Your garden looks wonderful. I hope you have lots of pleasure with it. AnniD has a good idea in pointing you towards the garden rooms idea. It solves several problems: you can have a beautiful well-tended area and screen it from another area which is the children's own where they can mess about (kids also often like things like veg growing, so perhaps that bit can do double duty?!)

    Treating it as a small garden with a series of 'compartments' will help you figure out the overall layout and design--there are some excellent books for small garden design out there, for example those by Noel Kingsbury, John Brookes and the RHS. When I was first reading about garden design my local library was incredibly useful...in these pandemic times you might find second-hand copies though.

    The thing you want to do is decide where the boundaries between the compartments need to be, for example at the ends of buildings. Then you mark those boundaries with something tall, such as an arch, so that you can still see through to the end of the garden but the interruptions to your line of sight make it seem wider. 

    Another way to do that is also to put focal points (like large pots or specimen shrubs/small trees or garden seats) off to the diagonal corner of your compartment, so you emphasise the width rather than the length.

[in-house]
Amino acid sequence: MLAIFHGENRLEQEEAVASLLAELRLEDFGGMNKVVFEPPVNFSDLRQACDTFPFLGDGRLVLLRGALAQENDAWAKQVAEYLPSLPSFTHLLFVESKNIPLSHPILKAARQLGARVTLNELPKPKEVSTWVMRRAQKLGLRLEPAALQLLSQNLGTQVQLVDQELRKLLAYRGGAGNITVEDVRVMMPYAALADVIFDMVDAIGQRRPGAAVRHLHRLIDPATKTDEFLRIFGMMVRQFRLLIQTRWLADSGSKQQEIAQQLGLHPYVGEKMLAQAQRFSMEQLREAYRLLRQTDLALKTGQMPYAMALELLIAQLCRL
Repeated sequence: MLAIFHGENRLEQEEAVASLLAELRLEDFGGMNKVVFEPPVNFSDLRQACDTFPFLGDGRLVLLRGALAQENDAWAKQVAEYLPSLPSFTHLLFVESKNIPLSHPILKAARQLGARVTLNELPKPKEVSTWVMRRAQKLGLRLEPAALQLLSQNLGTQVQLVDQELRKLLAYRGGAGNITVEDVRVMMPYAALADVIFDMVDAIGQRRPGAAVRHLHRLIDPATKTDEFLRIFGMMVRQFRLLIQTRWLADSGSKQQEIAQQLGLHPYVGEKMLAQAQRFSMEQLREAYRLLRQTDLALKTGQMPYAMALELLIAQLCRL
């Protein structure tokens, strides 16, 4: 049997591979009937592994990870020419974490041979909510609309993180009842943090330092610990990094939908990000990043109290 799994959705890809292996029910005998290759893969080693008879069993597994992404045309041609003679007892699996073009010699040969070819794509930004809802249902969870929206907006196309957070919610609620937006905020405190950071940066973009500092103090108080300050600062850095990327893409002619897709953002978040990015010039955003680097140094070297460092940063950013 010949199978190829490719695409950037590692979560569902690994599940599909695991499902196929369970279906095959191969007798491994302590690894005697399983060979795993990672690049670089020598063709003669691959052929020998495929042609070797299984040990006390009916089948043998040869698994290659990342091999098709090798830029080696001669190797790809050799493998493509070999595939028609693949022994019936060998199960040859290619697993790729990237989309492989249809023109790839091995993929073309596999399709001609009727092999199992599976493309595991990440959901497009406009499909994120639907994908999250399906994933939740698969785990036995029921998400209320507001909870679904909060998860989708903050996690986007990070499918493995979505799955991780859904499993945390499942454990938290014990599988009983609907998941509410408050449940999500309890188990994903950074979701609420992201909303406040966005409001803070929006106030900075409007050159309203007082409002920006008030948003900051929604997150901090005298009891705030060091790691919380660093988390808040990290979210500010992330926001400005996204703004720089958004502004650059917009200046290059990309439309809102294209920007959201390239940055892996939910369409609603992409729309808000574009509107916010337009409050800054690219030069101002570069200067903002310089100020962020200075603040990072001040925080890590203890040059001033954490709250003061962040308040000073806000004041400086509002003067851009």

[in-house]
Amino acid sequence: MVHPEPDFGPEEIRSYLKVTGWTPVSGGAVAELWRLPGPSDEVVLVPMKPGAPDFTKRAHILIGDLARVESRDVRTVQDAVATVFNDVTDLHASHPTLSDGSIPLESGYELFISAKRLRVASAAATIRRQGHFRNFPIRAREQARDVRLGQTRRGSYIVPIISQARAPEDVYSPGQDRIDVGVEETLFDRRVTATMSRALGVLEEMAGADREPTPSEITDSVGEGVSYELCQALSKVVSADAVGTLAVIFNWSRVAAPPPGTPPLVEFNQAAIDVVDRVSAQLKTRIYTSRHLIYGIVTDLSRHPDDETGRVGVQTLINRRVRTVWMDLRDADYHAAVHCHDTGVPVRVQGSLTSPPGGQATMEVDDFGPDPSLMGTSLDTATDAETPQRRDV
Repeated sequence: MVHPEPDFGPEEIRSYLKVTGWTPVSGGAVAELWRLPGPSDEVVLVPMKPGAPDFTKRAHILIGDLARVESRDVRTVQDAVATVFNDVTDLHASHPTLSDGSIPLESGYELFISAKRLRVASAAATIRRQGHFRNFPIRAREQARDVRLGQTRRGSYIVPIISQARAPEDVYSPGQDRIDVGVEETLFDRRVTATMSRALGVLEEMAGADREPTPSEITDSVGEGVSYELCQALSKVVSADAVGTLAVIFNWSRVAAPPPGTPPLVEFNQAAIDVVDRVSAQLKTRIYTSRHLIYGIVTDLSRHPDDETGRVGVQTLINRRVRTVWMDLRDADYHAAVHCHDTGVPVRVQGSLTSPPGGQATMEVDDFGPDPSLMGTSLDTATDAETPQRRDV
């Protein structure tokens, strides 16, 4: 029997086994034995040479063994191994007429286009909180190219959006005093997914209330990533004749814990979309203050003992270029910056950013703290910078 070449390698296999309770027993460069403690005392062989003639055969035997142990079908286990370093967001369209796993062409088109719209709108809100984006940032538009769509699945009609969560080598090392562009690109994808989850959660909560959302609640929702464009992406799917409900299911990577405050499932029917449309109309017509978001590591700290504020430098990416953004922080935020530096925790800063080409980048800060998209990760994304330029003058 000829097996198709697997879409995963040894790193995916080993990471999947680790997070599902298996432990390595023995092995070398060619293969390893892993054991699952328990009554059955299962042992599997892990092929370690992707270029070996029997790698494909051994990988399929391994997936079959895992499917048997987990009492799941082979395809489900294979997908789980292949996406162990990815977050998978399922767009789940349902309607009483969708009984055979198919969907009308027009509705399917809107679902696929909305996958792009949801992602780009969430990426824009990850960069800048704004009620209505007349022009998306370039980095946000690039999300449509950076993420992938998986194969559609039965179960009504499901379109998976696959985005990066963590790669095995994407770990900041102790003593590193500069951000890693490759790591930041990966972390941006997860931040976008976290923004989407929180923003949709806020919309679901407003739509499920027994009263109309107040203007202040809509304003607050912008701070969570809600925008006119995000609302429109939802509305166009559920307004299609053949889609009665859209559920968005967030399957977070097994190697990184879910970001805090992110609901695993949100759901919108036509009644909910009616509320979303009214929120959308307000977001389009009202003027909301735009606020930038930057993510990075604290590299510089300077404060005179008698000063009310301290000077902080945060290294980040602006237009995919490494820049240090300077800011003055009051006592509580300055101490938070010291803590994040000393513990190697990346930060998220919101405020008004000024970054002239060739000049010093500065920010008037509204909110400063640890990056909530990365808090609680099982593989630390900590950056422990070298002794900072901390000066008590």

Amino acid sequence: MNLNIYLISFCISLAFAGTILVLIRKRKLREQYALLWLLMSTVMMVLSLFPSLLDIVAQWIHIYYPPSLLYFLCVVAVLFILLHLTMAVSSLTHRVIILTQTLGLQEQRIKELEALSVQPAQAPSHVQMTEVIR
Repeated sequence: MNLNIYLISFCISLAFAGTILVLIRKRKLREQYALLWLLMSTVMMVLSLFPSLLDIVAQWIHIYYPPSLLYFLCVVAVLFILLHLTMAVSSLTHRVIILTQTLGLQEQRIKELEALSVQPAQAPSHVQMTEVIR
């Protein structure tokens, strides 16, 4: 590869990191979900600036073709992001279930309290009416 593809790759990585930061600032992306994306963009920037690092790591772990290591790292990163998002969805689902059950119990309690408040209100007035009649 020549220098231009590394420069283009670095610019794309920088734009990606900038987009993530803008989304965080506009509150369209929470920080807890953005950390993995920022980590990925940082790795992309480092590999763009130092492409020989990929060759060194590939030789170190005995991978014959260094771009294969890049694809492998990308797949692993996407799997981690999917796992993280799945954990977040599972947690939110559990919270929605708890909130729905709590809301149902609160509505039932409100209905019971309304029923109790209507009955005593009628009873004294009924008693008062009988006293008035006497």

One of your most useful first steps might be to decide if you want to put in a hedge along the boundary areas where there are gaps between the trees, and if so, whether you want it to be formal (clipped) or informal (for example some flowering shrubs). You could even use the very end as a fruit garden and plant raspberries and so on. One or two small ornamental trees would work to conceal any less-than-beautiful views in a short time. My 'instinct' says that the garden would benefit from more evergreen planting, too, which will stop it looking bare in winter. All sorts of amazing shrubs would help here, including hollies, winter jasmine, some viburnums and camellias if you have acid soil.

    The main thing you need to work out is what purpose each section of the garden will serve, and then finding the right style for that section is easier. You can then work on each 'room' separately until you feel happy with it, and it's no longer so overwhelming!
  • Hostafan1Hostafan1 Posts: 29,200
    I consider that children need space for playing. We have a boy and a girl, and we often meet with friends that also have children. Indeed, having your own yard where children can poop and play is a great solution. You can make a gazebo and barbecue at the end of the yard to organize a lounge area and spend time there in the summer. It can be connected to the house or made separately with the same siding finishing. At the exact moment, for me, security is essential, and I think that it is necessary to make a reliable and high-quality fence. You can divide an extended area visually using flower beds and paths.
    I'd love you come round and give me a quote please. 
    Devon.